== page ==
The world of energy
For countries to deal successfully with energy issues, they must engage in international cooperation. This requires being strategic in selecting issues to address. Although domestic politics undoubtedly takes center stage in formulating energy policy, energy markets and environmental problems have both become global. As a result, any nation’s actions to reduce greenhouse gas emissions meaningfully, to secure reliable energy supplies, or to stabilize energy prices will be affected by the actions of many other countries. International considerations raise hurdles in the formulation of effective national policies, but they can also create opportunities. International cooperation is essential for an effective global response to energy and climate change issues, but true international coordination is inherently difficult to organise. Because there is no world government, effective collaboration must involve states, multilateral institutions, and those ½rms and non-state actors that play important roles in an issue-area. Such cooperation does occur, most notably in trade through the World Trade Organization (wto), in development through the World Bank, and on monetary issues–at least when crisis concentrates the minds of elites and publics–through the International Monetary Fund and Group of 20 (G-20). But with respect to energy and climate change, cooperation has been halting at best.
The use of all these forms of energy now gives rise to controversy. Fossil fuels of course contribute to C02 emissions and climate change. The development of shale gas, currently the source of half natural gas production in the United States, meets strong opposition in a number of European countries. The accident at Fukushima has put into question the future development of nuclear power, in Japan, in Europe but also in the USA. There is considerable criticism of the use of coal, which is the source for most of the energy needs in China and a number of developing countries, because of its emissions of C02 and other pollutants. Even traditional biomass, whose use leads to deforestation and to respiratory diseases, and the development of hydraulic power, are the subject of debate.ls solar and wind the solution?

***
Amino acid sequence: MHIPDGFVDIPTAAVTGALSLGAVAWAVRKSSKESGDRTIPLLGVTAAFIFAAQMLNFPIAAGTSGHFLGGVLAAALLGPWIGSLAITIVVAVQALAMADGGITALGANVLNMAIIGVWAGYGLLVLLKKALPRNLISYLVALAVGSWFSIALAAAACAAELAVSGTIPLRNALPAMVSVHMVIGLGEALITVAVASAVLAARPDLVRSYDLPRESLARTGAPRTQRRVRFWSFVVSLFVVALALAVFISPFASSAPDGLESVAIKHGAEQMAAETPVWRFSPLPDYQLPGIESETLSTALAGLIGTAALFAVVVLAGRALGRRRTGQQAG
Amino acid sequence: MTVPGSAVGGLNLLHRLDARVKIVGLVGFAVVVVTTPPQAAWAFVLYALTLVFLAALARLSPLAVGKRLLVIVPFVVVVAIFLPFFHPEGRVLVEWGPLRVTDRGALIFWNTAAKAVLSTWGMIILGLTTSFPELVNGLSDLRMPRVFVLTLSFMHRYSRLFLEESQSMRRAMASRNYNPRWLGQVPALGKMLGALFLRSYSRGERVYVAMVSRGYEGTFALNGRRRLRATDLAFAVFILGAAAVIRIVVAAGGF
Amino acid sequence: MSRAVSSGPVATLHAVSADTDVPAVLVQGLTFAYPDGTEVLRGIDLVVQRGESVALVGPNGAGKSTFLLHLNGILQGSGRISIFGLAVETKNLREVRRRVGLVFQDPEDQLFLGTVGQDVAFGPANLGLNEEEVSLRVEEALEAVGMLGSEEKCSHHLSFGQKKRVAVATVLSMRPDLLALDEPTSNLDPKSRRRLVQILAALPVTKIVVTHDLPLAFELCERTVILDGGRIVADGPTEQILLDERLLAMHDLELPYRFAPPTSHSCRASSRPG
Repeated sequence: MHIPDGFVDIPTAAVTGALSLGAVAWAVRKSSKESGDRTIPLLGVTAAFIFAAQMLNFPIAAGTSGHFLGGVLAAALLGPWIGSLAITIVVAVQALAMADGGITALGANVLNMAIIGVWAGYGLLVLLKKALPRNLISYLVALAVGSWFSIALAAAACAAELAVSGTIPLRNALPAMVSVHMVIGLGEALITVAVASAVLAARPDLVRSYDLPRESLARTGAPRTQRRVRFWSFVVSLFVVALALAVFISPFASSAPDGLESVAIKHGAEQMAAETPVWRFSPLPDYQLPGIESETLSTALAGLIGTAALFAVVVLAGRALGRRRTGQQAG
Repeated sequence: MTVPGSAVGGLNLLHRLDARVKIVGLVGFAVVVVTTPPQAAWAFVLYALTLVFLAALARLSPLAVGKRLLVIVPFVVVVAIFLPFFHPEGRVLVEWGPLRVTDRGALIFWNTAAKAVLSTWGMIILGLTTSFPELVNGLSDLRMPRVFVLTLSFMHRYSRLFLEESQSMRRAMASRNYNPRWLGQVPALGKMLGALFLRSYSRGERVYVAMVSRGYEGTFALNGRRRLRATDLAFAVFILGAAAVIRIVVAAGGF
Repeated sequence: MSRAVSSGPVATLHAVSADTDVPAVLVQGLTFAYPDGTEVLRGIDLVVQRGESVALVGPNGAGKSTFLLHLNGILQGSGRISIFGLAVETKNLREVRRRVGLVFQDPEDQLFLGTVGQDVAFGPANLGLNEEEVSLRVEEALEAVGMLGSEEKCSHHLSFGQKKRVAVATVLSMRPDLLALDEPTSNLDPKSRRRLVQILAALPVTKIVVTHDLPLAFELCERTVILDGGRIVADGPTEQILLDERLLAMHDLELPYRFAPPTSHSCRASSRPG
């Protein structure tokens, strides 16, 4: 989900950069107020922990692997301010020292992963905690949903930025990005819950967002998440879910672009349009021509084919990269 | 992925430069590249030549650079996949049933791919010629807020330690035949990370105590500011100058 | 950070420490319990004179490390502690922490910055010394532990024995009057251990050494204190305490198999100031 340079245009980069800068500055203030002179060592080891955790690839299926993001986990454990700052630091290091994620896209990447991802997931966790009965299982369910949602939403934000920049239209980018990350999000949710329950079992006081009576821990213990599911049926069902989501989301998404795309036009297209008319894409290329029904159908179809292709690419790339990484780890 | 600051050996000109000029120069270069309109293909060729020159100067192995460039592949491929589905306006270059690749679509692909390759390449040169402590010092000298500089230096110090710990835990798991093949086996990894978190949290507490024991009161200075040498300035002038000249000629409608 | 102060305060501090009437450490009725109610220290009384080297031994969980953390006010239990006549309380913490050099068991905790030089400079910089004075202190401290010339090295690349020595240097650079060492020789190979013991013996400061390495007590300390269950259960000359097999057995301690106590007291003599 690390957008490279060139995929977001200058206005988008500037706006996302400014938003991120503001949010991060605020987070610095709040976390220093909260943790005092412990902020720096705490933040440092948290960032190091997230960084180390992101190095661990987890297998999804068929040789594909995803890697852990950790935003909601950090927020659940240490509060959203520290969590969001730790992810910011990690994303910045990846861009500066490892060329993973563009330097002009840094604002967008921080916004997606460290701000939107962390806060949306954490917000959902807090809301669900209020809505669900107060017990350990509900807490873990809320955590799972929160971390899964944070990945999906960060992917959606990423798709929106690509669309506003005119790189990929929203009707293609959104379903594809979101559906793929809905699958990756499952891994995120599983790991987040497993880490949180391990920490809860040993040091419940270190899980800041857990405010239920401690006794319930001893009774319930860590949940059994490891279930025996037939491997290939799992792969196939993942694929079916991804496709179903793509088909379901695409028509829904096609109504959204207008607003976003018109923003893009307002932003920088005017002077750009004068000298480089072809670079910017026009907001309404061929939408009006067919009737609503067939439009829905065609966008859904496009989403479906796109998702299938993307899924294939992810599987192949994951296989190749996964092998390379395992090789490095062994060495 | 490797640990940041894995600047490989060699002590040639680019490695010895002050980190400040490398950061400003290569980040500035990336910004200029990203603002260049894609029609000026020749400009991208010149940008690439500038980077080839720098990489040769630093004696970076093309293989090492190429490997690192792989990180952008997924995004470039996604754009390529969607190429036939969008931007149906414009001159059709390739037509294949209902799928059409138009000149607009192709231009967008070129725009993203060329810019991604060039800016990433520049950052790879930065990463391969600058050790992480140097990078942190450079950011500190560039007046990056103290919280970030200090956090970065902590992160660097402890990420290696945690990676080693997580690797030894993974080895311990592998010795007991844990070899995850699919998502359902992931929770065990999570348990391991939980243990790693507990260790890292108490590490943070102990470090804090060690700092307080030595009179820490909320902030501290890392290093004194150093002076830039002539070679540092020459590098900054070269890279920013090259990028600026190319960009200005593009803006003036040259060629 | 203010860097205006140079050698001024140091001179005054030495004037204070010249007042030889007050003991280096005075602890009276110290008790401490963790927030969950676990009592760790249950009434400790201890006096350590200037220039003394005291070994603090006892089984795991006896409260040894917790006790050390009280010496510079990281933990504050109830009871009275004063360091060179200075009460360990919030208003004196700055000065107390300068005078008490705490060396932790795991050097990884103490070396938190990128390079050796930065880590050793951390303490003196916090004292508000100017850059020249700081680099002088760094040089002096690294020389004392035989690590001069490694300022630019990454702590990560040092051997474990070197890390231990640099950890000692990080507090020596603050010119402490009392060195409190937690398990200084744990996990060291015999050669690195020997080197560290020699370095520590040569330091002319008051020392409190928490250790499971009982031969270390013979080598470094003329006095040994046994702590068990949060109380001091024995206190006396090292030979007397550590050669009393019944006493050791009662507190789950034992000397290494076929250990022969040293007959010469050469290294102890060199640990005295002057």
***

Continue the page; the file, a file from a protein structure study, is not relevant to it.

How should one judge between the different energies? How can decisions be taken between reducing consumption and increasing production? What is the future for new renewable energies?
These are the issues at stake on the energy sector.
The book The Geopolitics of Energy appears just at the right time to provide clear and well documented replies to the questions that all of us, as energy users, are posing. How are the different forms of energy produced? What does the future hold for them? Who are the players active in the energy scene? What are the supply constraints? What is the impact of the strong growth in India and China on energy resources?
The book is in two parts. The first sets out the major characteristics of the energy sector. The second provides an analysis of the global energy issues region by region and details the geopolitical aspects. In a nutshell, this book will be an interesting read for all those who are seeking a global perspective of a sector which is fundamental both to our economy and international policies.
By Ashok Kumar